NORTH ANDOVER, MASS. — January 4, 2010 — The Open Space Institute, through its Saving New England’s Wildlife initiative, has assisted The Trust for Public Land (TPL) in the permanent protection of the 195-acre Windrush Farm in North Andover and Boxford, Massachusetts.
The farm, a mix of fields, forest and a rare Atlantic White Cedar Bog that is prime wildlife habitat, is also the longtime home base of Windrush Farm Therapeutic Equitation, Inc. (WFTE), which each year provides equine-assisted therapies to more than 300 children and adults with disabilities.
In May 2009, North Andover voters approved $2.5 million in Conservation Preservation Act funding for the project. A $300,000 grant from OSI’s Saving New England’s Wildlife program, along with a combination of state, local and foundation funding, as well as donations from 468 individual donors, helped secure the acquisition.
“The Trust for Public Land is grateful to OSI for its invaluable contribution to the permanent protection of Windrush Farm,” said TPL project manager Darci Schofield. “The Saving New England’s Wildlife program allowed TPL and our partners to leverage significant funding for its protection while highlighting the rare species communities and important wildlife habitat on the property.”
Launched in July 2009 and capitalized with a lead grant from the Doris Duke Charitable Foundation, OSI’s Saving New England’s Wildlife initiative awards grants in Maine, Massachusetts and New Hampshire to sustain, protect and enhance ecologically critical lands and waters identified by State Wildlife Action Plans, making the vision of the action plans a reality.
Windrush Farm contains state-recognized critical wildlife habitat supporting rare and endangered species such as Blanding’s turtle and blue-spotted salamander. Its protection creates a nearly 1,800-acre contiguous block of conservation land and connects to an extensive network of trails that includes the Bay Circuit Trail and trails in Boxford State Forest. Conserving Windrush Farm also protects the Ipswich River watershed—providing drinking water to more than 330,000 residents in 15 Massachusetts communities.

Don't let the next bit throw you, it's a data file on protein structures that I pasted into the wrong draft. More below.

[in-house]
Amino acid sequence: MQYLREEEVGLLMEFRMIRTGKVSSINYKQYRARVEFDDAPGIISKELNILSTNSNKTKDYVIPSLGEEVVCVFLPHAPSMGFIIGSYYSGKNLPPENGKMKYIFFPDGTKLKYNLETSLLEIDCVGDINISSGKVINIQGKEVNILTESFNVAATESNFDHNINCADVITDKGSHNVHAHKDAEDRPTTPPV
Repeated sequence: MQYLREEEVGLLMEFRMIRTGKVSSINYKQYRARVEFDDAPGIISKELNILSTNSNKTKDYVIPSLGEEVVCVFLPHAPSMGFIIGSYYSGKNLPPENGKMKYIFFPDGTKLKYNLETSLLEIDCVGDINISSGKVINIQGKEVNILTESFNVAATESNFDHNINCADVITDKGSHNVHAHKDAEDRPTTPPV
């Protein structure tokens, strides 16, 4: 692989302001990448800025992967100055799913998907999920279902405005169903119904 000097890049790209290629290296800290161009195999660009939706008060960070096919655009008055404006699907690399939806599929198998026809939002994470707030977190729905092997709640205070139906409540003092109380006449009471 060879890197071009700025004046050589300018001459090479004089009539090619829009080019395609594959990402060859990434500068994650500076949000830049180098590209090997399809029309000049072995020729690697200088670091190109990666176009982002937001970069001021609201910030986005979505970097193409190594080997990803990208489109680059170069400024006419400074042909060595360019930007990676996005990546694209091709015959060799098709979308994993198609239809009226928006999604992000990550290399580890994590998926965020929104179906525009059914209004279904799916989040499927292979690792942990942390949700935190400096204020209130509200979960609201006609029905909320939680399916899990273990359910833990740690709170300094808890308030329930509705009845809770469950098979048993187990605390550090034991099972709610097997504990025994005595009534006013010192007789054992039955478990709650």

“OSI is pleased to support the conservation of Windrush Farm,” said Jennifer Melville, OSI’s New England field coordinator, “where a locally owned business, community recreational use and wildlife habitat protection can successfully coexist.”
The town of North Andover purchased 160 acres of the property to be held and managed for conservation purposes, and WFTE has acquired the remaining 35 acres, including buildings, paddocks, and pastures. Three conservation restrictions provide a consistent layer of protection across the entire Windrush Farm property. The Essex County Greenbelt Association, a regional land trust, will hold and monitor all the conservation restrictions and the towns of North Andover and Boxford will co-hold two of the three restrictions.
“We are overwhelmed and grateful for the extraordinary generosity and support from so many from here in town, around the state, and across America,” said Paul Spiers, president of WFTE’s Board of Directors. “With the help of hundreds of donors, Windrush Farm is conserved and WFTE can sustain its services for people with significant disabilities.”
Founded in 1964 by Marjorie Kittredge, WFTE is the pioneer of more than 780 programs of its kind supported by the North American Riding for the Handicapped Association. WFTE plans to expand the number and variety of programs to include the general public, such as community gardens and summer camps.